Everyone is talking about Editorial Calendar, Blog Planner, Content Calendar, … there are countless names for it. What has so many fancy names actually means only one thing: you write down topics that you want to write about and also when you want to publish them. Yeah, that’s (almost) the whole science behind it.
Such an Editorial Calendar can be quite handy. For example, you save time because you do not sit in front of the computer with every blog article for hours because you do not want to think of anything. And yes, there are a few more examples;) But there are a few things you should keep in mind so that your Editorial Calendar does not make your life unnecessarily difficult and becomes a hurdle. So here are the 5 biggest mistakes in creating your Editorial Calender!
The 5 biggest mistakes that make your Editorial Calendar a hurdle: Mistake # 1: You schedule more articles than you have time
The other day I talked to a blogger during a blog booster coaching, who told me she’s been running an editorial calendar recently. And although she has promised a lot (especially more readers and less stress, for example) the opposite is the case – at least as far as the stress is concerned: for weeks she rushes to her calendars and has the greatest effort to come to her planning ,
Many bloggers I talk to would like to blog several times a day. But for most bloggers, the reality is that they have to do a 40 hour job “casually” to make money they can live on. To keep your bad conscience out of trouble, because you had to skip a blog post from your Editorial Calendar again or you’re already late again, there’s a simple trick: think about how much time you can spend blogging before creating your editorial calendar and want!
Before creating your Editorial Calender, think about how much time you have to blog!
And be really honest with yourself! Because nothing frustrates more than not reaching the self-imposed goals! Whereby we would be already with error number 2 …
Mistake # 2: You are putting too much pressure on yourself
Especially at the beginning you are particularly motivated: You have created a detailed plan for the next month and know when you want to publish which article. But wanting is not the same – because always something in between. We all have an offline life that sparks now and then. And even if we do not want it to be true: sometimes even the most disciplined bloggers get sick;)
But there is still not the problem: the danger is that you make you a guilty conscience, because your contribution is not online in time. Relax! There is absolutely no reason to pressure you. Only you know your calendar. No reader, no other blogger – just you. Nobody will notice if you publish an article later than planned (unless you post Easter greetings for Christmas …).
So: away with the bad conscience. Above all, the Editorial Calendar is there to help you in uncreative times, not to pull you down!
The Editiorial Calendar is there to support you, not to pull you down!
Error # 3: You fall into over-planning
Blogging is a passion. Most bloggers start because they want to burn for a topic and share that with their readers. When you start planning your content, you may plan too much: all of your resources are scheduled (see bug # 1) and there is no room or time for spontaneous articles. Not only is it frustrating for you because you feel locked up, it also gets boring for your readers over time – when they realize that it’s no fun anymore and you’re just doing your duty!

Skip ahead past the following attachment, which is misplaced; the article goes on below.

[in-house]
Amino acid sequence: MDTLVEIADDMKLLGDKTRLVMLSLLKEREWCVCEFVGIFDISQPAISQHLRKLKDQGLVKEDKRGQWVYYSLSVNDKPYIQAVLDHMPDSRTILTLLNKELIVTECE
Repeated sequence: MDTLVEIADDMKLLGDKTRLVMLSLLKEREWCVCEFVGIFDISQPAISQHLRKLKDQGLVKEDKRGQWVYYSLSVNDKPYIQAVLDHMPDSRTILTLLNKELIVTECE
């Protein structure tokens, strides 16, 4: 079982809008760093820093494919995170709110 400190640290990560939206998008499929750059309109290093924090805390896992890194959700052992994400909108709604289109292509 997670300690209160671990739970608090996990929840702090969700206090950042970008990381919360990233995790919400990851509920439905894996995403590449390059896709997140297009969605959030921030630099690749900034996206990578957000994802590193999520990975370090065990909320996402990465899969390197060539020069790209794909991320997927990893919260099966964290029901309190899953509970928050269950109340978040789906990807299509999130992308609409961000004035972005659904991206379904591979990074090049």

So: If you are already planning, then plan the spontaneity.
If you’re already planning, be sure to include spontaneity in your Editorial Calendar!
And in the form of wildcards for spontaneous articles. And if you can not think of anything, well then there’s an article less a week! If you’re worried that this will harm your blog stats (you’re not alone) then just write some timeless backup articles in a creative phase and you’ll be able to kick them out!
Bug # 4: You are planning past your target group
One of the promise of an editorial calendar is that you get more readers. That can of course be true, because it helps you to blog regularly. And this is anything but a hindrance to building your readership;) However, you always have to keep your target audience in mind so that you can vote the blogs for your readers: Who are you writing the blog article for? What use do you have of it? Are all your categories covered equally? Are your readers online when you will publish the blog article?
It’s nice if you have a detailed plan of what you want to write when. But if nobody wants to read it (okay, that’s very hard), then it does not really work …
If you do not think about your readers in your Editorial Calendar, he will not help you .
Error # 5 .: You do not plan ahead
There is no law, no policy and no recommendation on how far your Editorial Calendar should plan in the future. 2 weeks? A month? A year?
In principle, I recommend planning at least one month in advance, which has proven to be the best in practice (for me). In the end it does not matter how far you plan ahead, but that you plan ahead.
It does not matter how far ahead you plan, but that you plan constantly!
If you sit regularly in front of a white sheet of paper at the beginning of the month, you will also get the crisis regularly because you need blog articles quickly .. Or you notice that all your blog articles need a lot of preparation time and you have to fast (not so good) Resort to alternatives.
Therefore, do not sit down once a month to plan, but take a few minutes each week or every other week to watch your editorial calendar and insert new ideas continuously!
Are you running an Editorial Calendar? Leave a comment which experiences you have made with it!
Or have you not yet ventured up to this topic? Then tell me what the biggest hurdle for you is to start planning!